Do other countries celebrate the 4th of July? It's a commonly asked question on Google and the obvious answer is that every country, everywhere *has* a July fourth. But what we really mean is "Do other countries celebrate Independence Day?" Well, they don't celebrate the United States's birthday, but they do have their own hallmarks of independence and radical political changes. Here are just a few:
Celebrating their separation from Portugal, Brazil observes Independence day on September 7th. Marked by parades in nearly every town and city, the day is one of great excitement and passion. Balloons, banners, streamers, flags... complete with carnivals and parties- it's an event with great dignity and love. And let's be honest, they really know how to party in Brazil.
In 1994, South Africa held their first non-racial, democratic election on April 27th. Though they declared their independence from Great Britain on May 31st of 1910, today they remember Freedom Day on April 27th- not only an observation of independence but also a restoration of dignity.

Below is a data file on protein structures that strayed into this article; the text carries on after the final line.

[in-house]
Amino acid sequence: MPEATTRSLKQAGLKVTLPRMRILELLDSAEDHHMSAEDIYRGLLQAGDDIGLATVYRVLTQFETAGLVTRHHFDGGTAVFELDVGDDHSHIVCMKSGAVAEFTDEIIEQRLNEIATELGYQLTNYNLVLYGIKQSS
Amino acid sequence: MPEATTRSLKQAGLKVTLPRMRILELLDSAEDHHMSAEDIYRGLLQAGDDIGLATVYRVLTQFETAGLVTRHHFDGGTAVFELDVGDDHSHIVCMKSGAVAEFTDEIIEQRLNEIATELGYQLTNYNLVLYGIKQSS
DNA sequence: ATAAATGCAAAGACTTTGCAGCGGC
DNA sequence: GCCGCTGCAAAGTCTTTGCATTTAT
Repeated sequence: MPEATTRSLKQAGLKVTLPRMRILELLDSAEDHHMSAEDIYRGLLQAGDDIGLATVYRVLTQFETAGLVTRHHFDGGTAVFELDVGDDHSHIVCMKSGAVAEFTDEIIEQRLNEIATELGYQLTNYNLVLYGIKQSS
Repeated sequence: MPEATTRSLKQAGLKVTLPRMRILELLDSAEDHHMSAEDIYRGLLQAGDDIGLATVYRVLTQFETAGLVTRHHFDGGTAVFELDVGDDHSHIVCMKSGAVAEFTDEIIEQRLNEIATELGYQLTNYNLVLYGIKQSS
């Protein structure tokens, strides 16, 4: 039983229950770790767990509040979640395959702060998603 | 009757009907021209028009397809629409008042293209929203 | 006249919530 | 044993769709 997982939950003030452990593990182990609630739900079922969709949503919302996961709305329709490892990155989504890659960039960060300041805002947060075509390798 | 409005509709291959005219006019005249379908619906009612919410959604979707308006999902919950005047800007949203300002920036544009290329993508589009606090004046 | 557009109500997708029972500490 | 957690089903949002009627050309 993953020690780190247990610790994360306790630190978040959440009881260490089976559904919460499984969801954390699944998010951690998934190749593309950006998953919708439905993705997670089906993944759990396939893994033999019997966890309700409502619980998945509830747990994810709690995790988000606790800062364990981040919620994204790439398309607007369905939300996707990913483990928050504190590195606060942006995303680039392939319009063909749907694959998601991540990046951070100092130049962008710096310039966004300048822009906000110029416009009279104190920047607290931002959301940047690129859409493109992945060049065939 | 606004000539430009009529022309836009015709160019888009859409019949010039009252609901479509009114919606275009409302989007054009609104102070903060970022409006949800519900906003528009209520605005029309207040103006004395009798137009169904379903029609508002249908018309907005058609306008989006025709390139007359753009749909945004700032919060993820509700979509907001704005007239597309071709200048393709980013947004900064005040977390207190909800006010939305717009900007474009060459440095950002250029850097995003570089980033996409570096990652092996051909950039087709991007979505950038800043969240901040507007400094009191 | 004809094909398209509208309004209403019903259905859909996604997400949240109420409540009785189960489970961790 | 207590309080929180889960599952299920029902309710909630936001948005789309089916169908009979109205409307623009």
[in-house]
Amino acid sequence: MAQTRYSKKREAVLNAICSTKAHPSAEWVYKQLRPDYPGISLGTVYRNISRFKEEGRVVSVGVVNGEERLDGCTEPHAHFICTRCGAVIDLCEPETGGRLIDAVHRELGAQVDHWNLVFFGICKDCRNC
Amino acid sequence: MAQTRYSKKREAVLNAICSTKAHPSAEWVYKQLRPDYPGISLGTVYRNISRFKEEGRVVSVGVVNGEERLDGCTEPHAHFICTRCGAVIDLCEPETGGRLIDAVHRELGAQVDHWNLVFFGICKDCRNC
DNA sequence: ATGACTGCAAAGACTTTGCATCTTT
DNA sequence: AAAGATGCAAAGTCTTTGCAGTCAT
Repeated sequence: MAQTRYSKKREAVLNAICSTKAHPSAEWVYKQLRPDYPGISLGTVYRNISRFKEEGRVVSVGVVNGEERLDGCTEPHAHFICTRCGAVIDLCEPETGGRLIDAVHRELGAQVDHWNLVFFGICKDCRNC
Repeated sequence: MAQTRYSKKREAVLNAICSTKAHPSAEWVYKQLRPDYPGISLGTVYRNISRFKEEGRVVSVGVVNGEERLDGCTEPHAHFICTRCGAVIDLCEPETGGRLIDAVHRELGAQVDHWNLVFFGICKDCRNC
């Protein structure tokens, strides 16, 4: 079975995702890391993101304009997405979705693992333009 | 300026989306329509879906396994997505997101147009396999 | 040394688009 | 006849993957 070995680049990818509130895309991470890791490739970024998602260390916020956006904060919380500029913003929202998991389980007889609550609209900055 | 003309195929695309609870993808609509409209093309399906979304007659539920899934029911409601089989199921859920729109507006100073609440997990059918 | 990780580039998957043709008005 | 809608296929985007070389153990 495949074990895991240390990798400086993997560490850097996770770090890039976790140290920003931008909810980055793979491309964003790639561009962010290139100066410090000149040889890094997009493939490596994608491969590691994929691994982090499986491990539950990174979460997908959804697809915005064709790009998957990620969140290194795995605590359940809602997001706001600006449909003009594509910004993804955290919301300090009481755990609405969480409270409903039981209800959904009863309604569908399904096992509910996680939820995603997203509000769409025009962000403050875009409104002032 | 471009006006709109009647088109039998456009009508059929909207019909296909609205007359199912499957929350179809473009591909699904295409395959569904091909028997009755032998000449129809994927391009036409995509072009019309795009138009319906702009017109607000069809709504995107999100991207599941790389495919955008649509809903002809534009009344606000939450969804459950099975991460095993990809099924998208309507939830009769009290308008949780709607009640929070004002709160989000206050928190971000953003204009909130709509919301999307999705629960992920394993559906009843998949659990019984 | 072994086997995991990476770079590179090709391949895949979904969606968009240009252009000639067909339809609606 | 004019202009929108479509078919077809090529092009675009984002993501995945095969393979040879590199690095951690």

Another country celebrating their independence from British colonial efforts, India celebrates their freedom on August 15th. So how do they get into the spirit? Much like everyone else with waving the flag and speeches addressing freedom- India also includes some amazing kite flying as part of their celebration.
March 25th, 1821 was the first day of the Greek War of Independence. Today, March 25th is celebrated as Indepdence Day- to commemorate their separation from the Ottoman Empire. Athens hosts a large armed forces parade but in towns and villages all over Greece, children wear traditional dress and march through the streets, displaying their flag.
Ahhh, Bastille Day, the French Independence Day! Just after the American Independence Day, we once again revel in the Red, White and Blue. The Tour Eiffel is splashed with color, fireworks abound, and flags are proudly displayed, live music at every turn, and of course- a huge parade through the streets of Paris passes by the Champs Elysees. Marking the storming of the Bastille in Paris, it's a day celebrating the end of oppressive monarchy and the beginning of the French constitution. Vive la France!
All images except the last picture (the Tour) are courtesy of Wikipedia Commons. Last photo via flickr for common usage.